(Further to our chat in mid Apr 2019…) Hi Sunil,
I generally agree that RDBMS such as Sybase, Oracle, DB2, MSSQL, … have good performance for Select and slower performance for Inserts, as you concluded in our last call. However, this conclusion is full of ifs and buts.
- Read performance can be improved with partitioning — Imagine if the table is relatively large like 100 million rows. Even if the queries use an index, the index can have fairly large footprint (with implications). Often the Asia users only query the Asia records while Europe users only query Europe records.
- Read performance can be improved with pre-computed data tables. If the same calculation is frequently requested via some frequent queries, then the calculation results can be saved in a pre-computed result table.
- Read performance can be improved with stored procedures.
- Read performance can benefit from de-normalization.
- Read performance can improve if entire table is in-memory, as confirmed by my 2009 DB2 trainer in NY.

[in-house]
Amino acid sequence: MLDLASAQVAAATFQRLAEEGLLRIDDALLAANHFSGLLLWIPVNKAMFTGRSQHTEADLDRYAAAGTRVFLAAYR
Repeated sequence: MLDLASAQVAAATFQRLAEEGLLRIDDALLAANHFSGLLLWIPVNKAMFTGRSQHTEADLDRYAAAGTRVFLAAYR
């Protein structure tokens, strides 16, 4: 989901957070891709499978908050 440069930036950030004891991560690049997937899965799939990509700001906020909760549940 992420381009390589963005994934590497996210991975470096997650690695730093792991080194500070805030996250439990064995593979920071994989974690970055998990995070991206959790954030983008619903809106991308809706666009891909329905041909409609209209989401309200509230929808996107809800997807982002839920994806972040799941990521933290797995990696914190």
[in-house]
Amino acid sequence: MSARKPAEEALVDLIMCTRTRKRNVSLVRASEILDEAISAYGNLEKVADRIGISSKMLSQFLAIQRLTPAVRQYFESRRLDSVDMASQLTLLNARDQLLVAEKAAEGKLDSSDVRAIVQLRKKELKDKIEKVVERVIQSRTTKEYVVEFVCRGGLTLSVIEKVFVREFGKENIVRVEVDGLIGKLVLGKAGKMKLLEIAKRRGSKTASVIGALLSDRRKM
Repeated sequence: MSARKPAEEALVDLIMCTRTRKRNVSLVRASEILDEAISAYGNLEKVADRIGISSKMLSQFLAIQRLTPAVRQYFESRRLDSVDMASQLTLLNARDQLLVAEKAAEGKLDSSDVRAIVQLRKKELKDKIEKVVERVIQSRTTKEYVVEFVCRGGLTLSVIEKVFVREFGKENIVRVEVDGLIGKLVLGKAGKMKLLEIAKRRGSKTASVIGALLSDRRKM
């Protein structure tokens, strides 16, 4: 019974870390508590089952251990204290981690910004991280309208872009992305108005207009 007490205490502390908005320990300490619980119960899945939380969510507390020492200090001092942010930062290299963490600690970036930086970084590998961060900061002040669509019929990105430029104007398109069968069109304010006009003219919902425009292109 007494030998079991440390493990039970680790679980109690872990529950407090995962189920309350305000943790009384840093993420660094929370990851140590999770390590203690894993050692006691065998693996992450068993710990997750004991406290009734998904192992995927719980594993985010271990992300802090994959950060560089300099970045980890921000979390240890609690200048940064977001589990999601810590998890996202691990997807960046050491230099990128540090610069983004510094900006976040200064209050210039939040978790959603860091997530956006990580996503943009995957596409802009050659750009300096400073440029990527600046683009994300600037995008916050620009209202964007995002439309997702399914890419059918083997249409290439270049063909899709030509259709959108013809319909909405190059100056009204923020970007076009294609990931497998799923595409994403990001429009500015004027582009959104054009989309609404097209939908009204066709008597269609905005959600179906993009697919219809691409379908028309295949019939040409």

Now I think most RDBMS performance tuning techniques target Select as slow Select is the most common pain and the most severe pain.
Insert is typically much slower than read, but user expectation is also less demanding. In my observation, most RDBMS databases are either mostly-select or mostly-insert. The mostly-insert database can benefit from batch insert (bcp in sybase/MSSQL), or a background writer thread (Gemfire).
However, sometimes real-time insert is needed. I think the most common strategy is sharding (horizontal partitioning) like splitting 100 million rows into two tables of 50 millions each.
A related strategy is normalization (vertical partitioning). Normalization removes duplicate data and helps inserts.